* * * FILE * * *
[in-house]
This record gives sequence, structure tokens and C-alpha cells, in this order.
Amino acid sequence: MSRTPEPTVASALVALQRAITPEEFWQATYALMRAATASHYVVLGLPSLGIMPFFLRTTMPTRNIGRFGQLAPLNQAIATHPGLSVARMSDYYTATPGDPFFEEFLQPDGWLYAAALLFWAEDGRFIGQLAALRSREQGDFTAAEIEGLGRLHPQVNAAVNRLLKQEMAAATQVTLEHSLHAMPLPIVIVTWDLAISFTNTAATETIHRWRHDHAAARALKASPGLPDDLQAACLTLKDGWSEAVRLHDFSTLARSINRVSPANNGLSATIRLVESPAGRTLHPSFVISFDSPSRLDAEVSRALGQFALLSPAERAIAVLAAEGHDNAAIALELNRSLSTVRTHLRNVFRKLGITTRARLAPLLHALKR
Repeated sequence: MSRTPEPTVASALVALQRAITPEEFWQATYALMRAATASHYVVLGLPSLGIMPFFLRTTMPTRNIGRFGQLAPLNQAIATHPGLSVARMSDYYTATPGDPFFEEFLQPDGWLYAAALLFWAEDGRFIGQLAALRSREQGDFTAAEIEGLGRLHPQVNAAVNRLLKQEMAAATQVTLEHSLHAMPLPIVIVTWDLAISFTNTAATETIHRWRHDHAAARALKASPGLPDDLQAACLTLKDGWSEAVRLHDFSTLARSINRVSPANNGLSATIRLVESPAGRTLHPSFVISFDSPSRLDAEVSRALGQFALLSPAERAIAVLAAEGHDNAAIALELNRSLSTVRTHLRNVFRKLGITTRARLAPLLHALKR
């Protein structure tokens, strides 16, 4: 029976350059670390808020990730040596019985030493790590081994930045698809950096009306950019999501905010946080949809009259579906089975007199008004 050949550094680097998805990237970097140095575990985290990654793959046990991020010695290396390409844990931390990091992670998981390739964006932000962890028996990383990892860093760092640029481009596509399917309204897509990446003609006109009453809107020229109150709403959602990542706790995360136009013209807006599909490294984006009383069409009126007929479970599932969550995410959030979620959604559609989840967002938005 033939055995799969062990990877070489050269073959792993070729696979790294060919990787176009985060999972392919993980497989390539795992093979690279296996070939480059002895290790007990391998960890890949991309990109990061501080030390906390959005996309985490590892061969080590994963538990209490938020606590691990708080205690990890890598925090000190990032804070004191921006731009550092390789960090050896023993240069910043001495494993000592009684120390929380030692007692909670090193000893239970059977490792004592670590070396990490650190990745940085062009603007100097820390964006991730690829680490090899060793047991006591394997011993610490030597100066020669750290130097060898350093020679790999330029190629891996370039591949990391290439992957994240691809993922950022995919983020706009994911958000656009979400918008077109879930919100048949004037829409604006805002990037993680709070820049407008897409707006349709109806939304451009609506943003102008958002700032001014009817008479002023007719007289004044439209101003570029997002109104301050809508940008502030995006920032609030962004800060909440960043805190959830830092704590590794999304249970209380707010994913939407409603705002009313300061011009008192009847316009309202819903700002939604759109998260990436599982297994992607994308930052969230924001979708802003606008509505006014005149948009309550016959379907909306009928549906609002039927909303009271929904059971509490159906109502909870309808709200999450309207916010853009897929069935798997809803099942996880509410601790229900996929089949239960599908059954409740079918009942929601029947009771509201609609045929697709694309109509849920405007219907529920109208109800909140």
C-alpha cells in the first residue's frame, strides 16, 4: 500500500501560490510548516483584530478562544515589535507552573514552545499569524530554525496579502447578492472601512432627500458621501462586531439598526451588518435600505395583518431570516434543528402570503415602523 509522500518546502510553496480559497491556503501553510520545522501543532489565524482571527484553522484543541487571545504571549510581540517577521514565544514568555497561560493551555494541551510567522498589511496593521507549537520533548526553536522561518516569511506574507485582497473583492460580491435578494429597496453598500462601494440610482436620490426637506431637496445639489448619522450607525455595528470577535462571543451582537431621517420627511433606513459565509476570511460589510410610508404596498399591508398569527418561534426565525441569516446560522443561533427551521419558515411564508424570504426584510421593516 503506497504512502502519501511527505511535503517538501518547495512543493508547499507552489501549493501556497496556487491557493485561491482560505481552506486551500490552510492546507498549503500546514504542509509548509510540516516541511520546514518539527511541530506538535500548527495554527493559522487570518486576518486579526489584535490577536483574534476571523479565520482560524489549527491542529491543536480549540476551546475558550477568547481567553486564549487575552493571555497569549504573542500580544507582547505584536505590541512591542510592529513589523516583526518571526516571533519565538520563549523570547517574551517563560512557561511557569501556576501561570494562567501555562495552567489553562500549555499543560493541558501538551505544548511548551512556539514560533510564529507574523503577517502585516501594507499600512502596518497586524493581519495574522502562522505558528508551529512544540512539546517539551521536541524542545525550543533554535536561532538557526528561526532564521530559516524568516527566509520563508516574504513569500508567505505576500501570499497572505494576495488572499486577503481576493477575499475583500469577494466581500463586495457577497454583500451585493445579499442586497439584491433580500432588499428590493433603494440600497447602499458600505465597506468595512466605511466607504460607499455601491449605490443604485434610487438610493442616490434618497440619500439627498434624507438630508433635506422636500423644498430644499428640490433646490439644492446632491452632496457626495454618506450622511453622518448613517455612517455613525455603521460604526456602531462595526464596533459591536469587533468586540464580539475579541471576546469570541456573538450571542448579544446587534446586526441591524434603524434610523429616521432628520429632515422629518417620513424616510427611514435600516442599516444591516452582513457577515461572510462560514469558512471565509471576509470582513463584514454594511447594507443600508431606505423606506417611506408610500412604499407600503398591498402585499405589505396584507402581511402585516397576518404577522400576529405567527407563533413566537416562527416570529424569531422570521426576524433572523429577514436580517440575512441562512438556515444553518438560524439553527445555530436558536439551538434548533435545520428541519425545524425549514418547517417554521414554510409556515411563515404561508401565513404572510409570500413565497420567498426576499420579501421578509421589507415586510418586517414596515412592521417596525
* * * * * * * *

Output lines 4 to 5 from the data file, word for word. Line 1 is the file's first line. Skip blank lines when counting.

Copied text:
Repeated sequence: MSRTPEPTVASALVALQRAITPEEFWQATYALMRAATASHYVVLGLPSLGIMPFFLRTTMPTRNIGRFGQLAPLNQAIATHPGLSVARMSDYYTATPGDPFFEEFLQPDGWLYAAALLFWAEDGRFIGQLAALRSREQGDFTAAEIEGLGRLHPQVNAAVNRLLKQEMAAATQVTLEHSLHAMPLPIVIVTWDLAISFTNTAATETIHRWRHDHAAARALKASPGLPDDLQAACLTLKDGWSEAVRLHDFSTLARSINRVSPANNGLSATIRLVESPAGRTLHPSFVISFDSPSRLDAEVSRALGQFALLSPAERAIAVLAAEGHDNAAIALELNRSLSTVRTHLRNVFRKLGITTRARLAPLLHALKR
């Protein structure tokens, strides 16, 4: 029976350059670390808020990730040596019985030493790590081994930045698809950096009306950019999501905010946080949809009259579906089975007199008004 050949550094680097998805990237970097140095575990985290990654793959046990991020010695290396390409844990931390990091992670998981390739964006932000962890028996990383990892860093760092640029481009596509399917309204897509990446003609006109009453809107020229109150709403959602990542706790995360136009013209807006599909490294984006009383069409009126007929479970599932969550995410959030979620959604559609989840967002938005 033939055995799969062990990877070489050269073959792993070729696979790294060919990787176009985060999972392919993980497989390539795992093979690279296996070939480059002895290790007990391998960890890949991309990109990061501080030390906390959005996309985490590892061969080590994963538990209490938020606590691990708080205690990890890598925090000190990032804070004191921006731009550092390789960090050896023993240069910043001495494993000592009684120390929380030692007692909670090193000893239970059977490792004592670590070396990490650190990745940085062009603007100097820390964006991730690829680490090899060793047991006591394997011993610490030597100066020669750290130097060898350093020679790999330029190629891996370039591949990391290439992957994240691809993922950022995919983020706009994911958000656009979400918008077109879930919100048949004037829409604006805002990037993680709070820049407008897409707006349709109806939304451009609506943003102008958002700032001014009817008479002023007719007289004044439209101003570029997002109104301050809508940008502030995006920032609030962004800060909440960043805190959830830092704590590794999304249970209380707010994913939407409603705002009313300061011009008192009847316009309202819903700002939604759109998260990436599982297994992607994308930052969230924001979708802003606008509505006014005149948009309550016959379907909306009928549906609002039927909303009271929904059971509490159906109502909870309808709200999450309207916010853009897929069935798997809803099942996880509410601790229900996929089949239960599908059954409740079918009942929601029947009771509201609609045929697709694309109509849920405007219907529920109208109800909140």